In a significant move aimed at fulfilling the Brexit promise of reclaiming control over borders, Home Secretary James Cleverly has announced a comprehensive 5-step immigration plan. This strategic initiative, coming in the wake of the Conservative party’s Rwanda deportation scheme setback, marks the most substantial reduction in immigration in recent British history. As the net migration reaches a record high of 745,000 people in 2023, the government is keen on implementing fair, consistent, legal, and sustainable immigration policies.
New Rules and Their Impact on the Average Person:
- Minimum Salary Increases for Skilled Worker Visas: The minimum salary for a UK skilled worker visa is set to rise from £26,200 to £38,700 per year. Notably, health and care workers are exempt from this increase, providing some relief for essential services.
- Family Visa Minimum Income Requirement Surge: Families seeking visas will now face an increased minimum income requirement, jumping from £18,600 to £38,700 per year. This shift will particularly impact those residing outside of London or the South-East of England.
- Restrictions on Care Workers Bringing Dependents: Care workers will no longer be permitted to bring dependents to the UK. This decision, triggered by the issuance of over 120,000 visas to care worker dependents in 2023, raises concerns within the care sector about exacerbating existing staff shortages.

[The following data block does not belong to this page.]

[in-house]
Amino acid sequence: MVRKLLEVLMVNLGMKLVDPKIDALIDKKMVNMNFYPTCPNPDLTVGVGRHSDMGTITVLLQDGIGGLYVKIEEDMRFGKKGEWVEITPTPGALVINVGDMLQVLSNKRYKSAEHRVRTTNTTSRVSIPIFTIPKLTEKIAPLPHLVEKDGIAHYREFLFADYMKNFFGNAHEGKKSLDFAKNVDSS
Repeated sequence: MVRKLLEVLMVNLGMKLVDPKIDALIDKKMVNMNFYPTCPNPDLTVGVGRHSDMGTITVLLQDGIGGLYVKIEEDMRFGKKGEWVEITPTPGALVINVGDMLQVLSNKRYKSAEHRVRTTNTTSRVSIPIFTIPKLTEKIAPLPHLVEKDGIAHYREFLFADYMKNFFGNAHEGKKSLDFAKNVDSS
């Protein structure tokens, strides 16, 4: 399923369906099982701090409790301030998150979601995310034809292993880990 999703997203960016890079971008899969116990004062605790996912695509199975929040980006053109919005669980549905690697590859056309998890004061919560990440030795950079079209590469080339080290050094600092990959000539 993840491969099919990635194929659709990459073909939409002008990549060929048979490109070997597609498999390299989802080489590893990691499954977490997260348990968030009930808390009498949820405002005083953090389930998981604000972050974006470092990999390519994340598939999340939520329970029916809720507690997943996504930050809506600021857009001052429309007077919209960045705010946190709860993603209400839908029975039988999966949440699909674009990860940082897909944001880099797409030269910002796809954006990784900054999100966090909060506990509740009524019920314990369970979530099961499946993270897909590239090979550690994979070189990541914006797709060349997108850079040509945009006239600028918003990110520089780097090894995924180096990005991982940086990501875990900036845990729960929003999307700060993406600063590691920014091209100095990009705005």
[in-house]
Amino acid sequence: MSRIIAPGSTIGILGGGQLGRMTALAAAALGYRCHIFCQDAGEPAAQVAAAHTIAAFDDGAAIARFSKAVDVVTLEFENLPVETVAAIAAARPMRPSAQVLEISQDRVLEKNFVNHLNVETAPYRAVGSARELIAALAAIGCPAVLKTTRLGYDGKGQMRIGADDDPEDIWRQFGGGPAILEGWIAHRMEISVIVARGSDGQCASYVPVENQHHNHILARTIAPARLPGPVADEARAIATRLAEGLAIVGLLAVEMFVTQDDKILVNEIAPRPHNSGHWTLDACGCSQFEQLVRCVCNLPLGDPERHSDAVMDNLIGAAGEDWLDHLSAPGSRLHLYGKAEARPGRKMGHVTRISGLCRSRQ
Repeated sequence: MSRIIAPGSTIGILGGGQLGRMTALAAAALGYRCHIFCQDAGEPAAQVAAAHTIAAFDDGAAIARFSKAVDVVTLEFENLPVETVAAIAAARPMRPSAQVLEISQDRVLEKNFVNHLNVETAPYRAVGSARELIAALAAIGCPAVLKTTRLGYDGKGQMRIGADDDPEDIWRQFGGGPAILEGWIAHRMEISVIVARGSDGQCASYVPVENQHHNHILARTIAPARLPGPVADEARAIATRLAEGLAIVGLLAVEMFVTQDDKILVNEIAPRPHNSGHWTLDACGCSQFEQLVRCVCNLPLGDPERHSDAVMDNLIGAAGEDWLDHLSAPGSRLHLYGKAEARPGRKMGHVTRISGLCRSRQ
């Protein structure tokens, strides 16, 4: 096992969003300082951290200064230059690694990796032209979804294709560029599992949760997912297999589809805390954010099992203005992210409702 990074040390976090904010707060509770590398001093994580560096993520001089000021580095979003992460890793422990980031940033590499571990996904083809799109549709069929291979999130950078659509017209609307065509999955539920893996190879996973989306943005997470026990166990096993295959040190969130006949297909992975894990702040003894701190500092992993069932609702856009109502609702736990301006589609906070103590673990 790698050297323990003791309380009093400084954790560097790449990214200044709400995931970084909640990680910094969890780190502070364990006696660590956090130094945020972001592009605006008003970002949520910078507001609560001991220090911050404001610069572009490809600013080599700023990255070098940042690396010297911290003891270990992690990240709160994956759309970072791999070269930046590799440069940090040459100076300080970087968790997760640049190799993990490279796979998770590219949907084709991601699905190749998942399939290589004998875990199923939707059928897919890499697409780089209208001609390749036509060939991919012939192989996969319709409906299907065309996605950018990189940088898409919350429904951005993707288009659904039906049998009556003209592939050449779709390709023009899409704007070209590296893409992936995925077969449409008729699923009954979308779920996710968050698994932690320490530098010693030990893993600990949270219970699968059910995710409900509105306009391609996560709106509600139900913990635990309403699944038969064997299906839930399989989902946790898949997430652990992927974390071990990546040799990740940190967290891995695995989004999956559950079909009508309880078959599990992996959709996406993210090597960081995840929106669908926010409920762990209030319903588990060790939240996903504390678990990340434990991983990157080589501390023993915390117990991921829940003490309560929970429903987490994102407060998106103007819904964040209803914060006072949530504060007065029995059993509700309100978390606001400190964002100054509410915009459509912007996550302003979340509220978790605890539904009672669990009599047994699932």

- Health Surcharge Hike: The health surcharge, the fee visa holders pay for access to the NHS, will increase from £624 to £1,035. While exceptions are made for health and care workers, as well as reduced rates for students and those under 18, this change will impact the majority of immigrants.
- Scrapping Salary Discounts on Shortage Occupation List: The government’s decision to eliminate salary discounts on the shortage occupation list aims to prevent immigration from undercutting British workers. While this move is expected to reduce net migration by 300,000, experts warn of potential risks to the health sector and long-term economic damage.
Concerns and Reactions:
This ambitious immigration plan has stirred concerns about exacerbating the already critical shortage of care workers in England, with 152,000 vacancies. Former Conservative minister George Eustice highlighted the potential pitfalls of a skills-based immigration policy, emphasizing the challenges in recruiting essential workers in areas such as care, food, and manufacturing.
In conclusion, the unexpected breadth of the immigration plan, effectively reinstating elements of the pre-Brexit immigration system, has triggered a significant shift in the landscape. As the nation grapples with these changes, individuals, especially those in essential services, will need to navigate the evolving immigration landscape, adapting to new criteria and requirements that directly impact their lives.